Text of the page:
Wednesday, June 10, 2015

Fleeing the Nightmares

Migration and xenophobia against those seeking a better life has dominated the news about Africa in recent months.

In a speech commemorating Africa Day on 25 May, African Union (AU) Commission Chairperson Nkosazana Dlamini-Zuma expressed her concern about the migrants who have died in the Mediterranean. 'We must address the very circumstances that lead our nationals to leave our shores...' she said.

AU Commissioner for Social Affairs, Mustapha Sidiki Kaloko, in a recent interview with the Institute for Security Studies' Peace and Security Council Report. Kaloko says the AU realises  'We have to make the member states of the AU stable and friendly to the young people who are trekking out to the Mediterranean,' says Kaloko. 'In the 1970s, I was growing up in Sierra Leone and if you asked me to migrate to Europe, I would have said no, because my country was doing well, I was very comfortable.'

Eritrea is a small country and probably would not  attract much attention if it weren’t for the fact that Eritreans account for about a quarter of the migrants trying to reach Europe and are the second-largest group by nation, after Syrians. More than 300,000 people have fled the country since 2000 and 4,000 leave each month—incredible numbers for a country of just 6 million people, despite the government’s shoot-to-kill policy at border crossings.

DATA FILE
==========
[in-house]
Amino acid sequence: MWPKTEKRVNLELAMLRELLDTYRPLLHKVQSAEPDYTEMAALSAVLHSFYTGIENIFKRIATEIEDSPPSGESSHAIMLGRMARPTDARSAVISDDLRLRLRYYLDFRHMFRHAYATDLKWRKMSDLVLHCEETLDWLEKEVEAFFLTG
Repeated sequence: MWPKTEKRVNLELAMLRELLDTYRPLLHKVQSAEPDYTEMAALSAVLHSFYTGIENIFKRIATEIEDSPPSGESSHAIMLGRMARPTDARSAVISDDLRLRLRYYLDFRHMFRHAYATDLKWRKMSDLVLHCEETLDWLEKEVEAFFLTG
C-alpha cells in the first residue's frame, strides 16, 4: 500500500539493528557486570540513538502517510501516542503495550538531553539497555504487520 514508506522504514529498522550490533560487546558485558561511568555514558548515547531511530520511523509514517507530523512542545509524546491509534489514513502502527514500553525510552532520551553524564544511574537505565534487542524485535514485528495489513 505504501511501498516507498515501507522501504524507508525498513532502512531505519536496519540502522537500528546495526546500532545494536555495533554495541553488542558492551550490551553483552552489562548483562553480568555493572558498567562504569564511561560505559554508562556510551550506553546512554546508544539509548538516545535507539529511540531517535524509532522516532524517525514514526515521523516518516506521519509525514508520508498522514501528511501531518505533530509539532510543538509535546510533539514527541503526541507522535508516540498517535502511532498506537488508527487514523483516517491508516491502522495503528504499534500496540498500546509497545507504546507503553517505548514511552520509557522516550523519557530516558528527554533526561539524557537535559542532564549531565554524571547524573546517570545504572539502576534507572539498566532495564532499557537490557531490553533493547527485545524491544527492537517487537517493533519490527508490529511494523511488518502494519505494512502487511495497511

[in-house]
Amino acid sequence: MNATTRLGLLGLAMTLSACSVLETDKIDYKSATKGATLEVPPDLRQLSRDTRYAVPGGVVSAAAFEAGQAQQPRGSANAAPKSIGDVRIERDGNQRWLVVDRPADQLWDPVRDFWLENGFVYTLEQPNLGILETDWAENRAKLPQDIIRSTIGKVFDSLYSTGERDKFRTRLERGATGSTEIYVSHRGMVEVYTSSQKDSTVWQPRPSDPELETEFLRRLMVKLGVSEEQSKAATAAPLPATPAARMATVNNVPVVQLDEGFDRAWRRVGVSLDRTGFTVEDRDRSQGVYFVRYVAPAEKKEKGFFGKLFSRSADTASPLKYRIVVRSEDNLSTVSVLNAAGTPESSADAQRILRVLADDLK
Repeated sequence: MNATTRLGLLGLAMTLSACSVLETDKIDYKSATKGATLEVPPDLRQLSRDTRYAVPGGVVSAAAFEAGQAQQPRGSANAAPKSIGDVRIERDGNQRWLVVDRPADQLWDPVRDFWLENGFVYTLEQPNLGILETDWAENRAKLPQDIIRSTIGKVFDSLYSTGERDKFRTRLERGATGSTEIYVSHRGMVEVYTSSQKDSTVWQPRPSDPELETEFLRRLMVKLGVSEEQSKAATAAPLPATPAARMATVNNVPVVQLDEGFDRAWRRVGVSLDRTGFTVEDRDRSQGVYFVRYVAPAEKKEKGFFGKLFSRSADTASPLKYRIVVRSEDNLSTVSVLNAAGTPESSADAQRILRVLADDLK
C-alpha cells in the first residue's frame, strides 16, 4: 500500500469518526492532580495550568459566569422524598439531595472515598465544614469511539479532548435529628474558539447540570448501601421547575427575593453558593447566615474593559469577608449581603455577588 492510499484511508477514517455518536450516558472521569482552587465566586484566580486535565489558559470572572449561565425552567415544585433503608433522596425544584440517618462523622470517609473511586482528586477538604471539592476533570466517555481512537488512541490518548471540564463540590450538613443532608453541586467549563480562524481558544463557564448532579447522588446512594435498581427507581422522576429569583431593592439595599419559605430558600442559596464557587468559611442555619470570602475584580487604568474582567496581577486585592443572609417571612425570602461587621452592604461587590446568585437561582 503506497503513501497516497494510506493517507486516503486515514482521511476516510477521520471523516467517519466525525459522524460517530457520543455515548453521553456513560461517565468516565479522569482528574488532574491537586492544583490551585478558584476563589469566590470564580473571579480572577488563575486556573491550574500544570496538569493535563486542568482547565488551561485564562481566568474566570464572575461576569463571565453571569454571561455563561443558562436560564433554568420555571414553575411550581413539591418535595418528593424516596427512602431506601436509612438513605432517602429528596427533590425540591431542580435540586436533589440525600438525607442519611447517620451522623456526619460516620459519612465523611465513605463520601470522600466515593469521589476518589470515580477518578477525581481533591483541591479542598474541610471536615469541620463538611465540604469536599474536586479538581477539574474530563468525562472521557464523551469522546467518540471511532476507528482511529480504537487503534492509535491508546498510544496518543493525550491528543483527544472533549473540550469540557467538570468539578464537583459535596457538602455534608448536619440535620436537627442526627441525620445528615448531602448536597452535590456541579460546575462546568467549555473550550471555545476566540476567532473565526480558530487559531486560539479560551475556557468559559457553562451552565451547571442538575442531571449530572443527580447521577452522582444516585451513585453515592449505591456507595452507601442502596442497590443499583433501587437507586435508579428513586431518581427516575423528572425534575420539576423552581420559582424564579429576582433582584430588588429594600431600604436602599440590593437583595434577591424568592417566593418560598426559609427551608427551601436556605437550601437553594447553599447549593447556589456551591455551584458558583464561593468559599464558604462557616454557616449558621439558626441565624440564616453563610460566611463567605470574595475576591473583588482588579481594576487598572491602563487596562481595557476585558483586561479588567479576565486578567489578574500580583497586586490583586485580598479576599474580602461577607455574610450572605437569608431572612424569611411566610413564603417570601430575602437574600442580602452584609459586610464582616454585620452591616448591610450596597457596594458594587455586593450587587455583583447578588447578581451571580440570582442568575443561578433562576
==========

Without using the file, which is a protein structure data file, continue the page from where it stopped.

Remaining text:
The U.N. Human Rights Council released a report on abuses by the Eritrean government. The East African dictatorship’s practices, include the training of children to act as spies for the regime, an extortive “coupon system” that maintains government control over nearly every aspect of daily life, and the widespread use of gruesome torture methods against prisoners. “The commission finds that the use of torture is so widespread that it can only conclude it is a policy of the Government to encourage its use for the punishment of individuals perceived as opponents to its rule,” the report states. Isaias Afwerki’s government maintains a conscription system for government service that forces citizens as young as 15 into servitude that can be extended indefinitely. Taken together the policies are designed, according to the commission, to keep the population in a state of permanent anxiety. "It is not law that rules Eritreans—but fear,” the report concludes.

Eritrean migrants are willing to face from their own governments and from transit through war-torn neighboring countries, predatory human traffickers, and the perilous voyage across the Mediterranean. The UN report states that “to ascribe their decision to leave solely to economic reasons is to ignore the dire situation of human rights in Eritrea and the very real suffering of its people. Eritreans are fleeing severe human rights violations in their country and are in need of international protection.”

With the number of those making the perilous crossing regularly breaking records, it’s worth remembering what exactly is driving the exodus. 

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